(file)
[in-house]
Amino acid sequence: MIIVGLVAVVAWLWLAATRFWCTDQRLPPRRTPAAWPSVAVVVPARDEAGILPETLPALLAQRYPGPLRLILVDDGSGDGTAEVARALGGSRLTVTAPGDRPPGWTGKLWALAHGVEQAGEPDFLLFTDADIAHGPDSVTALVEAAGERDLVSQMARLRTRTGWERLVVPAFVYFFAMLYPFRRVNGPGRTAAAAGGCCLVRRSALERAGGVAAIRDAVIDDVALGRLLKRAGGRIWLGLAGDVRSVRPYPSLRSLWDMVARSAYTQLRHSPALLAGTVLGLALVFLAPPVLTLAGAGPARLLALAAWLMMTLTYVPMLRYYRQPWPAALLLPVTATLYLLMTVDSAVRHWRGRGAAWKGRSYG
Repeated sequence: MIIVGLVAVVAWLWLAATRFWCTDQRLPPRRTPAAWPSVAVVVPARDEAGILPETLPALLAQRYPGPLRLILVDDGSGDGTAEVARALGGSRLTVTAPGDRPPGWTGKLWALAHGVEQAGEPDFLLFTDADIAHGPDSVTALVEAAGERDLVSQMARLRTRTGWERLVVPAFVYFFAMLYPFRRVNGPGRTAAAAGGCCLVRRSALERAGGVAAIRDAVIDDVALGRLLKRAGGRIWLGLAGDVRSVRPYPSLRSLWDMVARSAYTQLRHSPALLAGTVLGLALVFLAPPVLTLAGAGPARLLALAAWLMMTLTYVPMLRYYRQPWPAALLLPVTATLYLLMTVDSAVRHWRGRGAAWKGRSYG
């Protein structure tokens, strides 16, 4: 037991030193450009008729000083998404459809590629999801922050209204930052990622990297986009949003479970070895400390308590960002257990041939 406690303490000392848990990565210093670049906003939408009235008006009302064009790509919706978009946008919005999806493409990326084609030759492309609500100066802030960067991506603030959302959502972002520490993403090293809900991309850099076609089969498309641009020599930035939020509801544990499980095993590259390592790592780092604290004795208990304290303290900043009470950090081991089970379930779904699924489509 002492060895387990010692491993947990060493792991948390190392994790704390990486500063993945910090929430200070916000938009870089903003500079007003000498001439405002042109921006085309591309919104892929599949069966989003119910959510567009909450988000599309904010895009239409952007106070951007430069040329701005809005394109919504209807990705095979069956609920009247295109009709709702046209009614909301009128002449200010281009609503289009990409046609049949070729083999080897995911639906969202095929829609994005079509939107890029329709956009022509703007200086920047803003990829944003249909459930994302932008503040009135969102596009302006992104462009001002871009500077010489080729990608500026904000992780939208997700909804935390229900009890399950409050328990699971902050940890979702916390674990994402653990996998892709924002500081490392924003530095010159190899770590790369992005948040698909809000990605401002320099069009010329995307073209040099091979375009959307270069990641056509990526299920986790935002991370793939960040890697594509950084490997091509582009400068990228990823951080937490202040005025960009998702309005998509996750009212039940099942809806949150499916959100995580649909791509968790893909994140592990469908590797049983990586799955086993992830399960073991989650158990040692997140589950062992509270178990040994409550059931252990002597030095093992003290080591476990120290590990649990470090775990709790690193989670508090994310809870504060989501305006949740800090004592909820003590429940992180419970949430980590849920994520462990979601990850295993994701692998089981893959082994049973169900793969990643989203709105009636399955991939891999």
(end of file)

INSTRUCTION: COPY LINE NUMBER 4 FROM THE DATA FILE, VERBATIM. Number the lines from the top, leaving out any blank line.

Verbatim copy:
């Protein structure tokens, strides 16, 4: 037991030193450009008729000083998404459809590629999801922050209204930052990622990297986009949003479970070895400390308590960002257990041939 406690303490000392848990990565210093670049906003939408009235008006009302064009790509919706978009946008919005999806493409990326084609030759492309609500100066802030960067991506603030959302959502972002520490993403090293809900991309850099076609089969498309641009020599930035939020509801544990499980095993590259390592790592780092604290004795208990304290303290900043009470950090081991089970379930779904699924489509 002492060895387990010692491993947990060493792991948390190392994790704390990486500063993945910090929430200070916000938009870089903003500079007003000498001439405002042109921006085309591309919104892929599949069966989003119910959510567009909450988000599309904010895009239409952007106070951007430069040329701005809005394109919504209807990705095979069956609920009247295109009709709702046209009614909301009128002449200010281009609503289009990409046609049949070729083999080897995911639906969202095929829609994005079509939107890029329709956009022509703007200086920047803003990829944003249909459930994302932008503040009135969102596009302006992104462009001002871009500077010489080729990608500026904000992780939208997700909804935390229900009890399950409050328990699971902050940890979702916390674990994402653990996998892709924002500081490392924003530095010159190899770590790369992005948040698909809000990605401002320099069009010329995307073209040099091979375009959307270069990641056509990526299920986790935002991370793939960040890697594509950084490997091509582009400068990228990823951080937490202040005025960009998702309005998509996750009212039940099942809806949150499916959100995580649909791509968790893909994140592990469908590797049983990586799955086993992830399960073991989650158990040692997140589950062992509270178990040994409550059931252990002597030095093992003290080591476990120290590990649990470090775990709790690193989670508090994310809870504060989501305006949740800090004592909820003590429940992180419970949430980590849920994520462990979601990850295993994701692998089981893959082994049973169900793969990643989203709105009636399955991939891999």